With the addition of new educational materials on its website and increased visibility at various Coalition for Access, Affordability, and Success is moving closer to launching the first two of three components of a technology platform designed to support long-term college planning and a new approach to the application process.
college conferences across the country, the
While no specific date has been set, the “Locker,” or portfolio development tool, and the associated “Collaboration Space” will be introduced as promised in April, with the application set to debut in July.
“Negativity is dying down,” said Colin Melinda Johnson, interim director of the Coalition in an interview on Coalition plans for the coming months. “We’ve been getting some positive press and the volume of misgivings is fading.”
In her new role, Ms. Johnson has been traveling to meet with various organizations to present the new set of online tools she hopes will improve the way students apply to college. And from her office at the University of Chicago, she has been working with CollegeNet, the Portland, Oregon-based software developer, to put together instructional materials targeted to applicants, college counselors and Community Based Organizations (CBOs) that work with low-income, underrepresented students.
She is also coordinating a Coalition Counselor Community composed of 65 counselors representing 33 public high schools, 21 private high schools and 11 CBOs. In addition, Ms. Johnson is overseeing a series of beta tests currently being conducted by one school district, a CBO, and a Charter School.
And while elements of the application have yet to be totally finalized, the structure is in place and the organization feels confident the new platform reflects state-of-the-art application technology and will be met with an enthusiastic response by users.
Here is an update:
Staffing. In addition to appointing Ms. Johnson as interim director, the University of Chicago Office of Admissions is currently interviewing for an Assistant Director of Coalition Outreach to “work primarily on the Coalition’s behalf for at least one year,” after which the position is expected to transition to the Coalition. Both positions report to Chicago’s Vice president and Dean of Admissions, James Nondorf, who currently serves as the chairman of the Coalition.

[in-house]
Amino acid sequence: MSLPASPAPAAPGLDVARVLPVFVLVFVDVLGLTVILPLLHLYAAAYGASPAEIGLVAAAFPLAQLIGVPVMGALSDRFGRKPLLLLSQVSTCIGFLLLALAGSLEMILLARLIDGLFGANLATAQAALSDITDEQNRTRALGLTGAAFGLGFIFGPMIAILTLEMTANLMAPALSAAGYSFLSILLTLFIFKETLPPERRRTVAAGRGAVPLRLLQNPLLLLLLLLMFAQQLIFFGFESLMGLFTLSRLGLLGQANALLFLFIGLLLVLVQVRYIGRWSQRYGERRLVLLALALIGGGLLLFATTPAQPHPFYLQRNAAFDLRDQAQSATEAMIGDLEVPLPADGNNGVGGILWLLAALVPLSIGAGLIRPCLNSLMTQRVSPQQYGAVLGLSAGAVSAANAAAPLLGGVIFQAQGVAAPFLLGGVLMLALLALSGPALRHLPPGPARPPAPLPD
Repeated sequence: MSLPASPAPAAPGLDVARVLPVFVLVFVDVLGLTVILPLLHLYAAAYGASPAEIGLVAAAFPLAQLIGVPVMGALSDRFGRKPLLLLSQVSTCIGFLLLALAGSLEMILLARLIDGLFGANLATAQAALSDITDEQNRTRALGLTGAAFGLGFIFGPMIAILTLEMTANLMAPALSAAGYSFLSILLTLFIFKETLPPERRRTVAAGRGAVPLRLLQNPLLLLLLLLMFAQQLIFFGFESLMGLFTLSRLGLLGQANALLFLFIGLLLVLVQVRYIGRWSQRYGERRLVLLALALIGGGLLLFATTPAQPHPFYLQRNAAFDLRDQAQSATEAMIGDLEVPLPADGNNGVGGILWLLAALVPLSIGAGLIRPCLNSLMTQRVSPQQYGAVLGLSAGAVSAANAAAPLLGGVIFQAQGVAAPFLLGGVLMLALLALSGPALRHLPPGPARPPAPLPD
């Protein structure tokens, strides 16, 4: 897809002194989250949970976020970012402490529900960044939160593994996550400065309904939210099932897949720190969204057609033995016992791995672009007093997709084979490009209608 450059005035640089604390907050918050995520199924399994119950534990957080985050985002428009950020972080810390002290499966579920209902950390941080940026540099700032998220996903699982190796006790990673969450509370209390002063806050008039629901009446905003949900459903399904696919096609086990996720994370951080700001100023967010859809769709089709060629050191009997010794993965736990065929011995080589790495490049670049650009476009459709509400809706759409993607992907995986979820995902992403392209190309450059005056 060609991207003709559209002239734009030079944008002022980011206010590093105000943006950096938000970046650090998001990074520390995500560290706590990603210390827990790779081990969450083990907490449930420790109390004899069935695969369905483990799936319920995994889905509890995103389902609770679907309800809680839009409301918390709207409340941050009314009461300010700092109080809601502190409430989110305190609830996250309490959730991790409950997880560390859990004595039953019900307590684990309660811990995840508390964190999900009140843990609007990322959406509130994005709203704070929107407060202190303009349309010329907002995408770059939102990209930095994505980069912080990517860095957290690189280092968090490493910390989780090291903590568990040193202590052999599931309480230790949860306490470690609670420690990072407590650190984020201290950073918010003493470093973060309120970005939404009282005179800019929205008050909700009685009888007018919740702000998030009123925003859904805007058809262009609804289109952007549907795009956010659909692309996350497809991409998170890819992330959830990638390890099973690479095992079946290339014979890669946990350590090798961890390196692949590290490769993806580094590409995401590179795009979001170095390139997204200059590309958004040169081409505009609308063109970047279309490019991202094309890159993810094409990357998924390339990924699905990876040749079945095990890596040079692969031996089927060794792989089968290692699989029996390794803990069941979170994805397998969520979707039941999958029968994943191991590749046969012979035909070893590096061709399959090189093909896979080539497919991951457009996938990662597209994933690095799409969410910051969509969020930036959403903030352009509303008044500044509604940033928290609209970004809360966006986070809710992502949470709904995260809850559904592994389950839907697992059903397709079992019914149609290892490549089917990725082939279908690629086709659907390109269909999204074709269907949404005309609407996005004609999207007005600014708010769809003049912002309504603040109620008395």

Membership. Membership currently stands at 91 colleges and universities. Many are also members of the Common Application, but many are also current customers of CollegeNet. Those CollegeNet institutions meeting current Coalition membership requirements are mostly migrating to the new platform. A number of additional colleges are currently in the pipeline, but it’s unlikely the total will get as high as 100 active institutions, as some may want the association but will delay offering the application for a year. In the meantime, a committee chaired by Zina Evans, vice president for enrollment management at the University of Florida and William Fitzsimmons, dean of admissions and financial aid at Harvard College, is looking into loosening membership restrictions for next year.
Exclusives. For the moment, three universities have announced that they will be Coalition exclusive—University of Florida, University of Maryland College Park, and University of Washington. While a large percent are Common App members and intend to keep their association, others are hedging their bets by maintaining existing applications. Over the next several years, however, it is believed that many current CollegeNet customers will drop the redundant application and effectively be Coalition exclusive. Note that it is not the Coalition’s intent to encourage exclusivity. The new platform was created partly out of a perceived need for competition in the industry, which they feel benefits everyone.
Launch. The Locker and associated Collaboration Space will go live in April. Students can open accounts at MyCoalition.org, where they will be asked to create a “profile” and have the opportunity to create a college list. For the class of 2017, the application portal will open in July, at which time students may begin the process of completing and submitting to those institutions ready to begin accepting applications.
Beta Testing. For now, only the Locker and Collaboration Space are being beta tested. The application will begin testing later in the spring. Aside from technology input, the Coalition Counselor Community is providing feedback on educational materials, handouts, and press releases.